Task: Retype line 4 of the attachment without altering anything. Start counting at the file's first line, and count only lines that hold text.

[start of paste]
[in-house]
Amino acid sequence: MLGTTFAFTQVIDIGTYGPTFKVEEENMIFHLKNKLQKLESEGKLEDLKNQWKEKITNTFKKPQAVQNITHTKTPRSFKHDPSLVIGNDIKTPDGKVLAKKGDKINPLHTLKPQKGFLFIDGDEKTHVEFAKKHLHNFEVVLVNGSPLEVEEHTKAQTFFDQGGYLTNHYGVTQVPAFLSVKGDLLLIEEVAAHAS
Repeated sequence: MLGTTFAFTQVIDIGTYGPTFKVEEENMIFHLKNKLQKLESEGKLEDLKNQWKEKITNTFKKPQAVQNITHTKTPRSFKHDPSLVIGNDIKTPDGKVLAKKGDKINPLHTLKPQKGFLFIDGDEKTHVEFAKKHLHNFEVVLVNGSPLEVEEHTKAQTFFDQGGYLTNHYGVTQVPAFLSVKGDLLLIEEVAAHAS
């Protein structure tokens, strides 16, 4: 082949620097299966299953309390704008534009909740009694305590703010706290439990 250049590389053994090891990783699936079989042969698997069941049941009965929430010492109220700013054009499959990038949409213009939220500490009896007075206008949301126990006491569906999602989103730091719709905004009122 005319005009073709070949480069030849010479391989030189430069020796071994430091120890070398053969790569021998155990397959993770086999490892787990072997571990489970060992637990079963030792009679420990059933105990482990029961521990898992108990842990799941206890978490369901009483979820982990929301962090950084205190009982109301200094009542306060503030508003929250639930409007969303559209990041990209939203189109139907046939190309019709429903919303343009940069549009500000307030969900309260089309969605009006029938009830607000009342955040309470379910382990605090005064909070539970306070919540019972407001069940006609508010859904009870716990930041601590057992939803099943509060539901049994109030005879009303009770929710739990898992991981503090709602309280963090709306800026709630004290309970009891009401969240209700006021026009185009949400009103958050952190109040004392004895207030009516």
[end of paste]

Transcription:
């Protein structure tokens, strides 16, 4: 082949620097299966299953309390704008534009909740009694305590703010706290439990 250049590389053994090891990783699936079989042969698997069941049941009965929430010492109220700013054009499959990038949409213009939220500490009896007075206008949301126990006491569906999602989103730091719709905004009122 005319005009073709070949480069030849010479391989030189430069020796071994430091120890070398053969790569021998155990397959993770086999490892787990072997571990489970060992637990079963030792009679420990059933105990482990029961521990898992108990842990799941206890978490369901009483979820982990929301962090950084205190009982109301200094009542306060503030508003929250639930409007969303559209990041990209939203189109139907046939190309019709429903919303343009940069549009500000307030969900309260089309969605009006029938009830607000009342955040309470379910382990605090005064909070539970306070919540019972407001069940006609508010859904009870716990930041601590057992939803099943509060539901049994109030005879009303009770929710739990898992991981503090709602309280963090709306800026709630004290309970009891009401969240209700006021026009185009949400009103958050952190109040004392004895207030009516």